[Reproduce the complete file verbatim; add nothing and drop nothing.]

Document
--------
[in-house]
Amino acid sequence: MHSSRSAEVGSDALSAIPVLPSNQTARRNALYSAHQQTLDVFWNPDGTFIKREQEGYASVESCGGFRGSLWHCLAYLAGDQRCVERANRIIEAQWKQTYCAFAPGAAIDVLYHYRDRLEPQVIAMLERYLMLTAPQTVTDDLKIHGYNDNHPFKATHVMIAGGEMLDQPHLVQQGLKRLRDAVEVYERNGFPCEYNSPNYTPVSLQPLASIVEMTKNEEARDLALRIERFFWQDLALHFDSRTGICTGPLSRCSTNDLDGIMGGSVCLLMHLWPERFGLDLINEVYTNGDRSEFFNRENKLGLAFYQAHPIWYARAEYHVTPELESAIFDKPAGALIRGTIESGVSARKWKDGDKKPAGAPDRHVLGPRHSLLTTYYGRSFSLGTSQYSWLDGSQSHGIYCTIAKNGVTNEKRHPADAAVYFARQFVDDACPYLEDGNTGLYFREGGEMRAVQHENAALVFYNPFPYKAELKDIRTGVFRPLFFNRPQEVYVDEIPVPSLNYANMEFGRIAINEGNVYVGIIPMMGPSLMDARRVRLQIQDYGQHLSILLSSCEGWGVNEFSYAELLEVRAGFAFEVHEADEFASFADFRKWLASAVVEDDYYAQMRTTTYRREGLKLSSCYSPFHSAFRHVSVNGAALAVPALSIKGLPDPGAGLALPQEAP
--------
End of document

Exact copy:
[in-house]
Amino acid sequence: MHSSRSAEVGSDALSAIPVLPSNQTARRNALYSAHQQTLDVFWNPDGTFIKREQEGYASVESCGGFRGSLWHCLAYLAGDQRCVERANRIIEAQWKQTYCAFAPGAAIDVLYHYRDRLEPQVIAMLERYLMLTAPQTVTDDLKIHGYNDNHPFKATHVMIAGGEMLDQPHLVQQGLKRLRDAVEVYERNGFPCEYNSPNYTPVSLQPLASIVEMTKNEEARDLALRIERFFWQDLALHFDSRTGICTGPLSRCSTNDLDGIMGGSVCLLMHLWPERFGLDLINEVYTNGDRSEFFNRENKLGLAFYQAHPIWYARAEYHVTPELESAIFDKPAGALIRGTIESGVSARKWKDGDKKPAGAPDRHVLGPRHSLLTTYYGRSFSLGTSQYSWLDGSQSHGIYCTIAKNGVTNEKRHPADAAVYFARQFVDDACPYLEDGNTGLYFREGGEMRAVQHENAALVFYNPFPYKAELKDIRTGVFRPLFFNRPQEVYVDEIPVPSLNYANMEFGRIAINEGNVYVGIIPMMGPSLMDARRVRLQIQDYGQHLSILLSSCEGWGVNEFSYAELLEVRAGFAFEVHEADEFASFADFRKWLASAVVEDDYYAQMRTTTYRREGLKLSSCYSPFHSAFRHVSVNGAALAVPALSIKGLPDPGAGLALPQEAP